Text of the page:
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Applied and Environmental Soil Science
Volume 2011 (2011), Article ID 298097, 9 pages
Research Article

Effects on Glomus mosseae Root Colonization by Paenibacillus polymyxa and Paenibacillus brasilensis Strains as Related to Soil P-Availability in Winter Wheat

1Department of Microbiology, Swedish University of Agricultural Sciences, SE-750 07 Uppsala, Sweden
2Department of Cell and Molecular Biology, Uppsala University, SE-751 24 Uppsala, Sweden
3College of Agriculture and Veterinary Medicine, Jimma University, Jimma, Ethiopia

Received 16 December 2010; Revised 11 February 2011; Accepted 3 March 2011

Academic Editor: M. Miransari

Copyright © 2011 Veronica Arthurson et al. This is an open access article distributed under the Creative Commons Attribution License, which permits unrestricted use, distribution, and reproduction in any medium, provided the original work is properly cited.


Greenhouse experiments were conducted to assess the effects of inoculating winter wheat (Triticum aestivum) with plant growth promoting rhizobacteria (PGPR) of the genus Paenibacillus under phosphate P-limited soil conditions in the presence or absence of the arbuscular mycorrhizal fungus (AMF) Glomus mosseae. Four P. polymyxa strains and one P. brasilensis strain were compared at two cell concentrations (106 and 108 cells g−1 seeds) of inoculation, and surface sterilized AMF spores were added to pots. Mycorrhizal root colonization, plant growth, and plant uptake of phosphorus were analyzed. Bacterial phosphate solubilization was examined separately in vitro. Most P. polymyxa strains, isolated from wheat, had dramatic effects per se on root growth and root P-content. No treatment gave significant effect on shoot growth. AMF root colonization levels and total plant uptake of P were much stimulated by the addition of most P. polymyxa strains. The AM fungus alone and the P. brasilensis, alone or in combination with the fungus, did not affect total plant P-levels. Our results indicate that practical application of inoculation with plant host-specific rhizobacteria (i.e., P. polymyxa) could positively influence uptake of phosphorus in P-deficient soils by wheat plants, provided that suitable AM fungi (e.g., G. mosseae) are present.

1. Introduction

Increased environmental awareness is progressively leading to a shift from conventional intensive agriculture to low-input sustainable agricultural cropping systems relying on biological processes rather than agrochemicals to maintain crop health and productivity. This shift has resulted in greater interest in naturally occurring soil microorganisms that facilitate improvement of soil fertility and/or stimulate plant nutrition and health, either alone or via specific interactions. One example of beneficial microbial interactions is the association between arbuscular mycorrhizal (AM) fungi and bacteria [13].

AM fungi and bacteria interact synergistically to stimulate plant growth via a range of mechanisms. For instance, certain bacterial species directly affect AM fungal germination and growth rate [47], thereby stimulating plant root colonization [8]. Earlier studies by our group showed that Glomus mosseae colonization of clover and wheat roots in pot cultures containing sterilized soil was higher upon co-inoculation with Paenibacillus brasilensis PB177, compared to controls without bacterial inoculates [8, 9]. Consistently, similar results regarding beneficial impact of Paenibacillus spp. on AM fungi have been reported also by other groups [10, 11].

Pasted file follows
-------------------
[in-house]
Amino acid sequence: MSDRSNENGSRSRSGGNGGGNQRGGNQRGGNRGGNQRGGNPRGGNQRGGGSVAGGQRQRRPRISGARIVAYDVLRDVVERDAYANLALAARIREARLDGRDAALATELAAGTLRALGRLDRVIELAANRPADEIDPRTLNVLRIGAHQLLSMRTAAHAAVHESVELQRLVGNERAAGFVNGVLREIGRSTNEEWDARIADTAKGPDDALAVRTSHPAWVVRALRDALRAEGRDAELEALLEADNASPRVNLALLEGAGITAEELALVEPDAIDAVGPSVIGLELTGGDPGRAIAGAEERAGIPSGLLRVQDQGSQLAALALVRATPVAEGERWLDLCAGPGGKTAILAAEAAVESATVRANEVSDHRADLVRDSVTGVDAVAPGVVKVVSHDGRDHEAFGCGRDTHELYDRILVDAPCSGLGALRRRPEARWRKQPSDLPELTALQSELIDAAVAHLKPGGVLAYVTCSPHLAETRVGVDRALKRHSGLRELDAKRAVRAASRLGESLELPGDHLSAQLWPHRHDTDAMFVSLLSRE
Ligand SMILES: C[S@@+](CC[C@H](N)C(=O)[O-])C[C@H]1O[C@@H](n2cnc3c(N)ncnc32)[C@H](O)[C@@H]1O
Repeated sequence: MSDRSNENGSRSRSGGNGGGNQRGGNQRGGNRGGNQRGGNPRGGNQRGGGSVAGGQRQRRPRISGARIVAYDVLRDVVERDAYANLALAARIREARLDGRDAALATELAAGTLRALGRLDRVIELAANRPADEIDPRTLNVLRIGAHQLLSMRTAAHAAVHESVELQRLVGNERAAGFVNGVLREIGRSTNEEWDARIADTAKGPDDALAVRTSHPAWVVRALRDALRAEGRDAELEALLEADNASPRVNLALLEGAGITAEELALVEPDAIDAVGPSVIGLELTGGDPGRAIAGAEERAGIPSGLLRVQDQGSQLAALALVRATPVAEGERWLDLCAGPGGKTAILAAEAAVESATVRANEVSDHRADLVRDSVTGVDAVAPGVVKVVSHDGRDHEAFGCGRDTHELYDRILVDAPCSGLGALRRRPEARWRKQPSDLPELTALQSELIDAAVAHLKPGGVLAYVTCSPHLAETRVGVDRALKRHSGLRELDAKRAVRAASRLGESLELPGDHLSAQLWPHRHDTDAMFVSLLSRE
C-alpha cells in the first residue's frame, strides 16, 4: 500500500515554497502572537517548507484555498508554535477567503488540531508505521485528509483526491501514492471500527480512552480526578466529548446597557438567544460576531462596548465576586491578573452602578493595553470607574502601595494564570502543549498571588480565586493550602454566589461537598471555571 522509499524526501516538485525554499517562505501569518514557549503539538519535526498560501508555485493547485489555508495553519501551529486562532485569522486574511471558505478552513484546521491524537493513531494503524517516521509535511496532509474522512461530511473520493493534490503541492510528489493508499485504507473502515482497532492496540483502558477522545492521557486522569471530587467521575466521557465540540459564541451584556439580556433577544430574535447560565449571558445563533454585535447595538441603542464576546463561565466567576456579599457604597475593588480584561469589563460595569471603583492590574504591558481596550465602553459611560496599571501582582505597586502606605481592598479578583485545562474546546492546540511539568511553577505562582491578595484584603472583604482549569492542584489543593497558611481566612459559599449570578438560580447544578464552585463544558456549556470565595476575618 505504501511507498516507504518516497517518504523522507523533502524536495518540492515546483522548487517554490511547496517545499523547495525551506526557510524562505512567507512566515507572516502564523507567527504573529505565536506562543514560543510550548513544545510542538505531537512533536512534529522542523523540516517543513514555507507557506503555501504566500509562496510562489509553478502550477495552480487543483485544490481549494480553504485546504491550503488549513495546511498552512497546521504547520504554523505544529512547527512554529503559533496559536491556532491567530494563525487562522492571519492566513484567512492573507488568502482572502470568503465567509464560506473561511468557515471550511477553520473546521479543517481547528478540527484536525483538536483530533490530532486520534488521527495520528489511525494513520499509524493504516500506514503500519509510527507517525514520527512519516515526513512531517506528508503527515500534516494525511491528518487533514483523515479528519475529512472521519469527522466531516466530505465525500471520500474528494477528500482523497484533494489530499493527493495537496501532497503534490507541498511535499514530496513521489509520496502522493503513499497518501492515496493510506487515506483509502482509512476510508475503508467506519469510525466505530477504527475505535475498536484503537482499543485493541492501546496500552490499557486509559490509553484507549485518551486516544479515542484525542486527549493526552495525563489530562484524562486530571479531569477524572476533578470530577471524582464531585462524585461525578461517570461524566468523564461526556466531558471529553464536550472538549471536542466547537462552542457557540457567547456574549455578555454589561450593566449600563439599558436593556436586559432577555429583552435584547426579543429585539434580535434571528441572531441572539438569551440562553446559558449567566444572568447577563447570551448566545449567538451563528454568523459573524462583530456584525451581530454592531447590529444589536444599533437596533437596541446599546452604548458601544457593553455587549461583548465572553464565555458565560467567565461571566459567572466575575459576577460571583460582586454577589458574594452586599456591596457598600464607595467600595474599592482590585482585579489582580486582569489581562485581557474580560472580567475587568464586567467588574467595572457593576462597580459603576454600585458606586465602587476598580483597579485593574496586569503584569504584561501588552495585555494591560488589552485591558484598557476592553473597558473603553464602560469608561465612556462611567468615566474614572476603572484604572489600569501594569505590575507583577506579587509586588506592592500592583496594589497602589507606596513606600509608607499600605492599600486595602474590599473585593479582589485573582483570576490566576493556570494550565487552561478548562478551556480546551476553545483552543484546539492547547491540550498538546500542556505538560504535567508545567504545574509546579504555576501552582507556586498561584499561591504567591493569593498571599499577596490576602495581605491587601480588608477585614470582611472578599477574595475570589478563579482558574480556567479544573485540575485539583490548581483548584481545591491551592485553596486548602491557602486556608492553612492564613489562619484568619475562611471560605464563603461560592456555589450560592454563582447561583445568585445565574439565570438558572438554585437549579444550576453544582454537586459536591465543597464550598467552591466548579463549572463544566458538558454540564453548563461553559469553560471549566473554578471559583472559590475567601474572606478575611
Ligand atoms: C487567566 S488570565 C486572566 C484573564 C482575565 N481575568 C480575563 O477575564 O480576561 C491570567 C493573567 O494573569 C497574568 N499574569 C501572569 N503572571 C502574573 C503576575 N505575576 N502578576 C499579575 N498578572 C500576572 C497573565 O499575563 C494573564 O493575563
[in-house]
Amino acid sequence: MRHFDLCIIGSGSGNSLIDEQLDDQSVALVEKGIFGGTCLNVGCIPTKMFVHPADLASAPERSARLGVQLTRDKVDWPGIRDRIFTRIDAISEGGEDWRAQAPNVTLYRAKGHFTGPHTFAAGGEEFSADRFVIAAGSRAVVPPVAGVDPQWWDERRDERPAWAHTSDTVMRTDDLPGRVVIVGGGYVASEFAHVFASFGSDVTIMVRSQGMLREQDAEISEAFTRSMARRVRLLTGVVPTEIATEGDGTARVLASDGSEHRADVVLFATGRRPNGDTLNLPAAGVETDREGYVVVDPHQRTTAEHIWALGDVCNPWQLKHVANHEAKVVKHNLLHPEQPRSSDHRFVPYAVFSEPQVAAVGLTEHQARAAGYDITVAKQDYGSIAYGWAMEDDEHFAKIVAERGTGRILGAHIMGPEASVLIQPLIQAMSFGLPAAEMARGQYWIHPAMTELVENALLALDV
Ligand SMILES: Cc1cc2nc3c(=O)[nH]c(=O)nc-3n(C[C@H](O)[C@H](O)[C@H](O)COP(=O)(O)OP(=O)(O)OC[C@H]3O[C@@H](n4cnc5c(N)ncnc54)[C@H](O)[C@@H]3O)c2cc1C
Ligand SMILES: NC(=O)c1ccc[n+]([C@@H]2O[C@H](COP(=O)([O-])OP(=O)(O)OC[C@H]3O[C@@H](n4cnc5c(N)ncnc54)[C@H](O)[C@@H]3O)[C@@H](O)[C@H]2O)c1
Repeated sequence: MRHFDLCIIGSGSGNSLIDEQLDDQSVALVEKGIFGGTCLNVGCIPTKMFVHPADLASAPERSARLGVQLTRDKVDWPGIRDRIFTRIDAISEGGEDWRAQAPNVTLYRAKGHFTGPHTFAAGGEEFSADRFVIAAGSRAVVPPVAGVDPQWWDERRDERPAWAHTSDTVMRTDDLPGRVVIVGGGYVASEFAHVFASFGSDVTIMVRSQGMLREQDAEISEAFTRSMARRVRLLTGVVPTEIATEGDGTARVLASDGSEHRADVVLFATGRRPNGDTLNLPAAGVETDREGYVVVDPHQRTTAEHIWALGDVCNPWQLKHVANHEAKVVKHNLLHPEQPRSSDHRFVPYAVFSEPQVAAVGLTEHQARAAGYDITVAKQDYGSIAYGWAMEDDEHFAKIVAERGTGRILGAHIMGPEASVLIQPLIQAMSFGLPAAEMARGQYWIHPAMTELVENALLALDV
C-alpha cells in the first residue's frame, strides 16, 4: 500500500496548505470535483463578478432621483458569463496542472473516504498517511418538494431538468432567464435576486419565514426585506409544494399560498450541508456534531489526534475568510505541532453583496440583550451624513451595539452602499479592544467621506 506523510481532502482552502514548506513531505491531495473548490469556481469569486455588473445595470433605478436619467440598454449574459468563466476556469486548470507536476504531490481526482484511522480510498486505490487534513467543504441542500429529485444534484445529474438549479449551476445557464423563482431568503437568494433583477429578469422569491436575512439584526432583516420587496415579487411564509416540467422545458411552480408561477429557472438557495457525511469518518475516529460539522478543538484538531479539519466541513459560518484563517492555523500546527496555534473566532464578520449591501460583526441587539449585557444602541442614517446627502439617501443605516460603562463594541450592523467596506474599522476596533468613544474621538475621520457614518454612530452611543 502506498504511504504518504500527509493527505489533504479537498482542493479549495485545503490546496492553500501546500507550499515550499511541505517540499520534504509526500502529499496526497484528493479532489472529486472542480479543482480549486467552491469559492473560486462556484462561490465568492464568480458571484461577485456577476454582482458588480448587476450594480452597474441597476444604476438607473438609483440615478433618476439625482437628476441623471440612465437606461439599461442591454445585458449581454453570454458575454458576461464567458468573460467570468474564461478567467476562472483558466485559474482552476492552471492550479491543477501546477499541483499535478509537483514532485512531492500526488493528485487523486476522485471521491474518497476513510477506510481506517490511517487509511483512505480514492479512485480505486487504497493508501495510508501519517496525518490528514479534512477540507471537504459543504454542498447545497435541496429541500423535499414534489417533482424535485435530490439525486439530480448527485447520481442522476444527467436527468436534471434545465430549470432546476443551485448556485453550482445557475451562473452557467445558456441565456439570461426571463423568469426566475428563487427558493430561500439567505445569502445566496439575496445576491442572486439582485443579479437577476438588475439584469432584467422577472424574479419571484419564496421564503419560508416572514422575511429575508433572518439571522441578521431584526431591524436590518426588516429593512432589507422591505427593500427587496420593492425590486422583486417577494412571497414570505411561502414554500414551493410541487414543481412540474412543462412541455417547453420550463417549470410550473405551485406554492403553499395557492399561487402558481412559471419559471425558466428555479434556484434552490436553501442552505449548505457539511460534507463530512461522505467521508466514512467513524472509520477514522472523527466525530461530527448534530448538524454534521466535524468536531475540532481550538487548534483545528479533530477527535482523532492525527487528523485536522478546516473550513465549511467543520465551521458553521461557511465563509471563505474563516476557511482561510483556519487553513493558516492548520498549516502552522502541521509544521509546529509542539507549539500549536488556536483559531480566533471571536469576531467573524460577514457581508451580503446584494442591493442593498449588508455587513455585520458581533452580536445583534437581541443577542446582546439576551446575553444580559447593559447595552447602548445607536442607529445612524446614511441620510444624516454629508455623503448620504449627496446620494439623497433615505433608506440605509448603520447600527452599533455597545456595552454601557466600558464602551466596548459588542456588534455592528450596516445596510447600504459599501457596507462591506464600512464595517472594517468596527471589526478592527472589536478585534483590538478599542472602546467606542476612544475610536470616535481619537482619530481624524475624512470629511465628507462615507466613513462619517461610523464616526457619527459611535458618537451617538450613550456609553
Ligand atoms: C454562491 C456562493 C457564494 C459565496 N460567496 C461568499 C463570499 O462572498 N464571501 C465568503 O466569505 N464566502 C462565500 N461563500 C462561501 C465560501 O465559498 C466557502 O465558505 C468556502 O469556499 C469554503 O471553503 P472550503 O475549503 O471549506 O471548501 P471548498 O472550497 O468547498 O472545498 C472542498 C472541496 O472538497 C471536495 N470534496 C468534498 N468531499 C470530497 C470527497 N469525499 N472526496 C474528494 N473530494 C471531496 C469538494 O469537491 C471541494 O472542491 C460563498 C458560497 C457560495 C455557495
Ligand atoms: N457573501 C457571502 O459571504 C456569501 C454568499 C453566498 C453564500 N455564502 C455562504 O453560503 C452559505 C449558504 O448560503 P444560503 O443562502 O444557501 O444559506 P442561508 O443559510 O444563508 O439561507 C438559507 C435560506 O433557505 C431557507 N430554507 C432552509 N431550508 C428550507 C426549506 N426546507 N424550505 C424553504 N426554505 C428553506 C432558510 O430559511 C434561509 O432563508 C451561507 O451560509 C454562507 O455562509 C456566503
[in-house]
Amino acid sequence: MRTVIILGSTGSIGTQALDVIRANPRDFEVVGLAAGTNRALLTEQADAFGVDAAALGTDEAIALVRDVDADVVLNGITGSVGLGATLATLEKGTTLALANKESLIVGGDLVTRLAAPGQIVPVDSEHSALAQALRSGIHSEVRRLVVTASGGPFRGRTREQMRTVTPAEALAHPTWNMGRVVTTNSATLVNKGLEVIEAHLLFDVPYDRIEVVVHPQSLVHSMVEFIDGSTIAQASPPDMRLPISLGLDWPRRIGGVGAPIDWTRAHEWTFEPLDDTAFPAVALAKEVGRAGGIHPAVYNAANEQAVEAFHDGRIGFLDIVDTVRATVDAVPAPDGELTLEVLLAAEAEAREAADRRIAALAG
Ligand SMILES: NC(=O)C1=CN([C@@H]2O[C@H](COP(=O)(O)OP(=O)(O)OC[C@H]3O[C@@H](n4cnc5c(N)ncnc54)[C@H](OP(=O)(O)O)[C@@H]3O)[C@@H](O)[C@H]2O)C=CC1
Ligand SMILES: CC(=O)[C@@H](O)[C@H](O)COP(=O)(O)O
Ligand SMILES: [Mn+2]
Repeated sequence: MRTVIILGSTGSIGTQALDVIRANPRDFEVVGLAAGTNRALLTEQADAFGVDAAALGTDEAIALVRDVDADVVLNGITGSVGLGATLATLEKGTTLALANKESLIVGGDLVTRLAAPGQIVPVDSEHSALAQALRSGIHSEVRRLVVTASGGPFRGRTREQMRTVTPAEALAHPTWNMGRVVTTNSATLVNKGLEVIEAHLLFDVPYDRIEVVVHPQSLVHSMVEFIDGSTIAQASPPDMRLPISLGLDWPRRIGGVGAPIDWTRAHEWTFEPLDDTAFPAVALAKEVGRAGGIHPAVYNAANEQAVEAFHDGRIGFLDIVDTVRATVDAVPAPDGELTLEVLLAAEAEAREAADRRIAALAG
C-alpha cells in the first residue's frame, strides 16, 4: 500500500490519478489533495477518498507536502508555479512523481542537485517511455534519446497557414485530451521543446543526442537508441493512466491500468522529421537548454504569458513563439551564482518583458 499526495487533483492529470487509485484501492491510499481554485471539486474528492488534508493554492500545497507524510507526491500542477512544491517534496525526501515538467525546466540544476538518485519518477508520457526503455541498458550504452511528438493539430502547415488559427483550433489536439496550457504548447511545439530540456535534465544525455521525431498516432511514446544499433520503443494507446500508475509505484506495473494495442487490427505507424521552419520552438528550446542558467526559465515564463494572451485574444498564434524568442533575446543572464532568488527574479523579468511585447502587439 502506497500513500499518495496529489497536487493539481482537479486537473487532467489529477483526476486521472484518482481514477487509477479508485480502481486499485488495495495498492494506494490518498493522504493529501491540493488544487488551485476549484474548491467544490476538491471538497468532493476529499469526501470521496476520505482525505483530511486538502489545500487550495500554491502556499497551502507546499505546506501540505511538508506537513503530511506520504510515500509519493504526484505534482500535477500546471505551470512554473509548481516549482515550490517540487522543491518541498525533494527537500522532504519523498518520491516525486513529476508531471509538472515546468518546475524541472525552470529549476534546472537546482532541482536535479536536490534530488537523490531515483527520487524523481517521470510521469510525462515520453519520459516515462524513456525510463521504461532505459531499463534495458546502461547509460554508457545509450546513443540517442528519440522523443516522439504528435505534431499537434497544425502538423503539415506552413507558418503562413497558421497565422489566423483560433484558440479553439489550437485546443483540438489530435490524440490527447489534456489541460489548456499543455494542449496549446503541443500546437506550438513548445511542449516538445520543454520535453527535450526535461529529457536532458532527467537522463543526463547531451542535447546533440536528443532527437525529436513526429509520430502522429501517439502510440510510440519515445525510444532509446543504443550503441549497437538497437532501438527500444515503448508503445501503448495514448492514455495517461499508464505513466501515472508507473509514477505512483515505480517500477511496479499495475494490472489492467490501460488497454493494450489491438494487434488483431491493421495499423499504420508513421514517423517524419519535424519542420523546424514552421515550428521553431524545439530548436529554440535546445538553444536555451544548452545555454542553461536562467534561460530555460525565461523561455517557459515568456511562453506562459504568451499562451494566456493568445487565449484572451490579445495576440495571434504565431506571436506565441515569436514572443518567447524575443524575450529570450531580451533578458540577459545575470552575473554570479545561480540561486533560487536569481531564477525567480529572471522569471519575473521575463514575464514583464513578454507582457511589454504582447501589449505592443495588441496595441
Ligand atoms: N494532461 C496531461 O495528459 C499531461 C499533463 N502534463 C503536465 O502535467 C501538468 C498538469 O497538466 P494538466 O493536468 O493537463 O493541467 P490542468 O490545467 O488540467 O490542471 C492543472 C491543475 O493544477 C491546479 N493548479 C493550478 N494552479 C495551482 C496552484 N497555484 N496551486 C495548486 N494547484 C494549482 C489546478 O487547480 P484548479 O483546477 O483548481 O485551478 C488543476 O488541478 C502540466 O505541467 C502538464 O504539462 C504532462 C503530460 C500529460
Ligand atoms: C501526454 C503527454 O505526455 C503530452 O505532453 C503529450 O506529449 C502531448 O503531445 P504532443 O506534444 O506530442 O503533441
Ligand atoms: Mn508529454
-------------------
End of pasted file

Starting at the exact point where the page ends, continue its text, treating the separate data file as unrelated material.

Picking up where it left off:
In addition to direct interactions, specific bacteria, together with AM fungi, create a more indirect synergism that also supports plant growth [12], including nutrient acquisition [13], inhibition of plant pathogenic fungi [8], and enhancement of root branching [14]. Moreover, other bacteria collaborate with AM fungi to promote plant host growth by increasing phosphate uptake. Phosphate-solubilizing rhizobacteria may contribute to the soil phosphate pool available for extraradical AM fungal hyphae to pass on to the plant, especially in soils with low phosphorus bioavailability [15].

Interactions between bacteria and AM fungi typically occur in the mycorrhizal hyphosphere [16] in the part of the soil surrounding individual fungal hyphae [17]. It has been shown that hyphal exudates of AMF might stimulate bacterial growth [18] and also change the bacterial community structure [19]. Moreover, certain bacterial groups seem to be stronger associated with AMF hyphae than others, and the composition of bacterial communities that attach to AMF hyphae has been shown to be different from the communities that are not attached [17]. For example, bacteria of the genus Paenibacillus have been related to AMF hyphae and mycorrhizal formation in several studies [10, 20], and the Paenibacillus brasilensis strain PB177 has been shown to display a higher degree of physical attachment to vital AM fungal hyphae, irrespective of the fungal species involved (Glomus spp. MUCL 43205 and Glomus intraradices), compared to a number of bacterial control strains that do not colonize hyphae to the same extent [21]. On the other hand, Scheublin et al. [17] were not able to identify Paenibacillus spp. within the bacterial communities associated to AMF hyphae. Further evaluation of the “specificity” of associations between AM fungi and paenibacilli strains is crucial for optimizing the future application of these microorganisms, such as in the context of mixed microbial inoculates.

The aim of the present study was to evaluate the potential effects on growth and P-uptake in winter wheat of five strains of paenibacilli (four P. polymyxa and one P. brasilensis) alone or in association with the AM fungus, G. mosseae. Mycorrhizal root colonization, plant growth, and plant uptake of P were analyzed. The P. brasilensis strain, isolated from maize, interacts with several AM fungi as well as wheat plants [8]. The P. polymyxa strains B1-4, originally isolated from wheat roots [22], infect wheat roots [23] and stimulate nitrogen fixation in association with the plant host [24]. At least, one of these strains, B2, analyzed with respect to plant growth stimulation, produces cytokinins [25]. The results of this study provide further information on the associations between AM fungi, rhizobacteria, and wheat plants that could enhance P utilization of wheat under P-limited conditions.